Source of book: I own this - my wife found it for me for Christmas last year.
For the most part, I do not use middle initials of authors - it generally isn’t necessary. I mean, there aren’t two Charles Dickens to confuse. In this case, however, the “A” is actually important, because there are three Mary Hoods who are authors and famous enough to show up in a web search. First is the Mary Hood who writes southern fiction to some acclaim. Second is the Dr. Mary Hood, who wrote a book about homeschooling (which I haven’t read, and do not intend to for reasons.) And then there is Mary A. Hood, who is scientist and former professor who has published quite a few really nerdy things about microbial ecology, such as “Effect of Processing and Storing Oyster Meats on Concentrations of Indicator Bacteria, Vibrios and Aeromonas hydrophila.” Oh, and she also writes poetry, which is what this book is.
I am not sure exactly where or how my wife found this for me, but I had never heard of Mary A. Hood before, and certainly wasn’t aware of her poetry. However, this book is quite good, in an unusual sort of way, and will make a nice addition to my poetry collection.
The book, All the Spectral Fractures, contains all seven of Hood’s poetry collections previously published, plus her uncollected poems. I suspect that these were originally written for fun, and perhaps to share with friends, but they ended up published, enriching us all.
I chose to read this particular collection first, because it had a nod to Wallace Stevens among the poems (see below) and also because I liked the title. It turns out that it also contains the poem where the line “all the spectral fractures” is found.
It is difficult to describe the poems, because they don’t really fit into neat categories. There are a few nature poems, of course. But also ones about kitchen implements, motherhood, basketball, a truck stop, a fantasy about being an opera singer, people watching, and more. There is no unifying “type” of poem, or specific format. They are just…poems that reflect what Hood was thinking. Because her main training is not writing (in the literary sense), I didn’t feel that they were “poems™” the way you occasionally find them from aspiring poets, and they would undoubtedly draw some funny glances from MFA types. But quirky and unexpected are good things, in this context.
I also want to point out that there is an unfortunate stereotype about scientists. Just like Fundies have set up a false dichotomy between religion and science, in order to bring in donations to “fight the religion of science and secular humanism,” many media sorts (who presumably were humanities majors) tend to overplay the “science versus poetry and wonder” thing. This is actually far from the truth. Just as plenty of scientists past and present hold religious beliefs, many scientists are also full of wonder, love poetry, and are in fact more “dreamy” than the average person. (For more proof of this, check out Loren Eisley and E. O. Wilson…) It should not be surprising that Mary A. Hood would also share a fascination with science along with a love for the poetic.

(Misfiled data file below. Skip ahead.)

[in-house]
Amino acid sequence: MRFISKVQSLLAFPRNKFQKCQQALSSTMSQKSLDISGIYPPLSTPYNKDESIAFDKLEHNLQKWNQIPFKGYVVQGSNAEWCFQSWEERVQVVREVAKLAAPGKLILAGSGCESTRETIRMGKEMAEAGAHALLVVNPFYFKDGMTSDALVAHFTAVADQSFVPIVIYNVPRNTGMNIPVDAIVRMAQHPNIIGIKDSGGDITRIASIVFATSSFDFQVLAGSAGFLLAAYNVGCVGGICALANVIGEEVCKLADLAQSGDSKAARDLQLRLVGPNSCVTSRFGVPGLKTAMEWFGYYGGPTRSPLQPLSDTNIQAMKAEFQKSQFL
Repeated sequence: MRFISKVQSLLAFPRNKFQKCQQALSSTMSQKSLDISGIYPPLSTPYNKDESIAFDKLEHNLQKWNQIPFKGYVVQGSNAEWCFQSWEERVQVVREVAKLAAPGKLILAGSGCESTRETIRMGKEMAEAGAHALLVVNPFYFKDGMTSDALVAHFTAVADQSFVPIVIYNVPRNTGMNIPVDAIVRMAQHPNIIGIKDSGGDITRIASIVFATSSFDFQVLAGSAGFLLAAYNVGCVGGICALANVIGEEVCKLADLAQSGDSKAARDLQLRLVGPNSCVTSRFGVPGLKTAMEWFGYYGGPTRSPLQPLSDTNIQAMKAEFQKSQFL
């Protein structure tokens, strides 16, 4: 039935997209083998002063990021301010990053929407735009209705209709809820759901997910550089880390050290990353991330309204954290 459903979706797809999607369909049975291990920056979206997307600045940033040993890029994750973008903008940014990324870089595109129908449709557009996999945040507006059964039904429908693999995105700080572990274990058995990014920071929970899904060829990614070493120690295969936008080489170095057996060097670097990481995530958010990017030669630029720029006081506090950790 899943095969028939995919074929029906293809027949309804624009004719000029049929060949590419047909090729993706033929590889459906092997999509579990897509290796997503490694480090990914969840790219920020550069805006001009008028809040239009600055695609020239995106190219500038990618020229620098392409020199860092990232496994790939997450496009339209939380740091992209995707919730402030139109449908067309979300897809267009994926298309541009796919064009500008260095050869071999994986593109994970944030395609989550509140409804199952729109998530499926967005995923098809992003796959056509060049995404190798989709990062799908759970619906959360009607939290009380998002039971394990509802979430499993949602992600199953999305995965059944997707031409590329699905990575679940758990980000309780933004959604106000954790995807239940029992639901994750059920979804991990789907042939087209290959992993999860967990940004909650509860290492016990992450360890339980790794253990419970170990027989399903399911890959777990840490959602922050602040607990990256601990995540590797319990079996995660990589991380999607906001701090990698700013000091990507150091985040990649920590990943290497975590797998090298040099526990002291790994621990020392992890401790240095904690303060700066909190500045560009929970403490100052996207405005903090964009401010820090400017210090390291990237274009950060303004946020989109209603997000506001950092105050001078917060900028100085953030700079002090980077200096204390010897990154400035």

Deciding which ones to quote was challenging, because there are lines from many of the poems worth savoring. Also, because she is living, I do not want to just steal her work and reprint a significant percentage of the book. Instead, I hope to offer enough of a teaser that you go and buy her book, and savor the poems at leisure.
In Praise of the Thumb
My friend in the clinic
needle in her arm
pumped full of chemicals
types with one thumb
“I am OK.”
I write back:
Plug that saved the dike from breaking
tucked into front pockets with confidence
not sticking out like a sore one.
Once a sucker for comfort
then good for hitching a ride
or making a rule of itself.
Ready to turn the world into green gardens
but never a good place to be under.
I am praying for them up.
It is said the thumb is
what makes us uniquely human
opposable makes writing possible.
But best of all
it is the digital text from my friend
teaching me the miracle in words
and the quality of courage.
There is a cycle of seven poems entitled “Kitchen Poems,” with subjects that include the kitchen sink. Here is my favorite, although I could have quoted any of them. The whole set is delightful.
The Blender, the Toaster, the Mr Coffee Maker
I’m a transgender blender.
High tech speed’s my game
Black and Decker’s the name
I mix everything up, turn everything
back to its original state
I am the captain of my ship
the mash master
the push-button of my fate.
Toasting on the dole
Transformation’s my goal
Bread to tea’s right hand companion
A cure for what ails you
A balm for the soul.
I am the consummate awakener
the stout hardy coffee maker
good as the sun
Call me Good Morning.
This is pretty typical of the set, which are tongue in cheek, and bizarrely humorous. Hood must have been in a goofy mood when she decided to write them, and they turned out pretty well, I think. She also, as one can see, references other poems and authors, such as “Invictus.” Another poem that is a conscious nod to another is her cycle “Thirteen Ways of Looking at a Mailbox.” Obviously, this isn’t the first time “Thirteen Ways of Looking at a Blackbird” has been used as a springboard for other works. Just last year, I read a book by Colum McCann that borrowed from Wallace Stevens for purposes of inspiration for a novel. Several years ago, a local composer set the original poems to music. And I am sure there are many more.